Treatment typically begins with surgical removal of the melanoma and some normal-looking skin around the cancer (a safety margin). With early detection, surgical removal may be the only treatment required. When melanoma is limited to the epidermis (top layer of skin), the cure rate with surgical removal is close to 100 percent.
If testing indicates that the melanoma has metastasized to the lymph nodes or other areas of the body, treatment may include additional surgery to remove the cancer, immunotherapy, radiation therapy, chemotherapy or clinical trials. If the melanoma is advanced, the patient often receives a combination of treatments.
Determining how far the cancer has spread is called staging. The melanoma stages are:
- Stage 0 melanoma (melanoma in situ): The melanoma is confined to the epidermis (top layer of skin).
- Stage 1 melanoma (stage I melanoma): The melanoma is confined to the skin and is no more than 2 millimeters thick; the skin may be intact or ulcerated (the top layer of skin is absent).
- Stage 2 melanoma (stage II melanoma): The melanoma is confined to the skin and is more than 1 millimeter thick and may be thicker than 4 millimeters; the skin may be intact or ulcerated (the top layer of skin is absent).
- Stage 3 melanoma (stage III melanoma): The melanoma has spread to one or more nearby lymph nodes or small areas of nearby skin.
- Stage 4 melanoma (stage IV melanoma): The melanoma has spread to internal organs, beyond the closest lymph nodes to other lymph nodes, or areas of skin far from the original tumor.
One way the melanoma stage is determined is by analyzing a tissue sample under a microscope. Sometimes a sentinel lymph node biopsy (SLNB) is performed. When melanoma spreads, it frequently travels to the closest lymph node, known as the sentinel node, first. Removing and analyzing that node helps doctors determine whether the cancer has spread.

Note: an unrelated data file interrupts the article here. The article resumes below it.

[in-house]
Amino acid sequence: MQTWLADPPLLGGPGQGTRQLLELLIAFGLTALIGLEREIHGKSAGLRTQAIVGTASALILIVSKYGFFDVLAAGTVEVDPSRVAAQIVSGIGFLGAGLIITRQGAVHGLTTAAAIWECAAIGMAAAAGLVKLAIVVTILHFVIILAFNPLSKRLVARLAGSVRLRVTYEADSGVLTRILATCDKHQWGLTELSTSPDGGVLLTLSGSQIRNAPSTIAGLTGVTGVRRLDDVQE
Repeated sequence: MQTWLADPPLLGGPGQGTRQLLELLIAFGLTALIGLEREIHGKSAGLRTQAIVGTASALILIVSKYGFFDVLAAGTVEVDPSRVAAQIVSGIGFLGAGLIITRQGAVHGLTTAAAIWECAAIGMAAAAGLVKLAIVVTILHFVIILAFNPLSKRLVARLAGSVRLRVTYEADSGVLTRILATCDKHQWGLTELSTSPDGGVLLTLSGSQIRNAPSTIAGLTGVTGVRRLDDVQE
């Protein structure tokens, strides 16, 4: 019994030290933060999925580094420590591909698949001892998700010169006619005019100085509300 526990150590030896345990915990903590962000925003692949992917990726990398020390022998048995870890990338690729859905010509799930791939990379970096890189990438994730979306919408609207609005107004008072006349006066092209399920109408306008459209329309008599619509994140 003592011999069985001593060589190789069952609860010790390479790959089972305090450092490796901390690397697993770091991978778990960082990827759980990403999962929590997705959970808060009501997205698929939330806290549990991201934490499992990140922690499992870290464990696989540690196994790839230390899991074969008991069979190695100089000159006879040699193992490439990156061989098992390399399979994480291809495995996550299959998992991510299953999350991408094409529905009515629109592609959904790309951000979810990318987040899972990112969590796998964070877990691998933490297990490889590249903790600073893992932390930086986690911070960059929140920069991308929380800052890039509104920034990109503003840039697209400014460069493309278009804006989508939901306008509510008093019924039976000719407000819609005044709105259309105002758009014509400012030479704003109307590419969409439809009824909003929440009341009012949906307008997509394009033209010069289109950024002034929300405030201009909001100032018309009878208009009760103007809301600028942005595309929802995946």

One or more imaging techniques may also be used to determine if melanoma has spread beyond the original site. These include X-ray, ultrasound, computed tomography (CT), magnetic resonance imaging (MRI), positron emission tomography (PET) and radio-isotopic scans of the bones or organs.
Protecting your skin from UV radiation can reduce the risk of melanoma.
- Before going outside, generously apply a broad-spectrum, water-resistant sunscreen with a sun protection factor (SPF) of 30 or more to all exposed skin. Reapply approximately every two hours, even on cloudy days, and after swimming or sweating.
- Wear protective clothing, such as a long-sleeved shirt, pants, a wide-brimmed hat and sunglasses.
- Seek shade when possible.
- Protect children from UV exposure by dressing them in protective clothing, applying sunscreen and encouraging them to play in the shade.
- Use extra caution near water, snow and sand. These surfaces reflect the sun and increase the chance of sunburn.
- Get vitamin D through a healthy diet that may include vitamin supplements. Don’t try to get vitamin D from the sun.
- Avoid tanning beds. If you want to look like you’ve been in the sun, consider using a sunless self-tanning product, but continue to use sunscreen.
How Common Is Melanoma?
More than 1 million people are living with melanoma. The lifetime risk of the disease is highest in Caucasians (about 2.6%). The lifetime risk is lower among Black people (0.1%) and Hispanic people (0.6%).
Is Melanoma Genetic?
Five to 10% of melanoma patients have a family history of the disease. People with at least one relative who had melanoma have a 2.2-fold risk of developing it.
Is Melanoma Curable?
Melanoma can be cured, especially when it’s caught and treated at an early stage. The five-year relative survival rate for patients with stage 0 melanoma is 97%. It drops to 10% in people with stage 4 (IV) melanoma.
Can Melanoma Recur?
Melanoma patients have a lifelong risk of developing new melanomas, especially if the melanoma was thick or had spread to nearby lymph nodes before treatment. Follow-up appointments with your dermatologist are essential.
Does Melanoma Hurt?
Melanoma usually isn’t painful; only 3.7% of melanoma patients report pain according to one study. Squamous cell cancers and basal cell cancers are more likely than melanoma to hurt.
Does Melanoma Itch?
Melanoma can itch, but typically it doesn’t. Only 15% of melanoma patients report itching.
How Fast Does Melanoma Spread?
Some metastatic melanomas metastasize very quickly, while others take more than five years to spread. A notable exception is nodular melanoma, the second most common type of cutaneous (skin) melanoma, which can spread to vital organs within months of detection. The main sign of nodular melanoma is a firm bump or node that rises above the surface of the skin.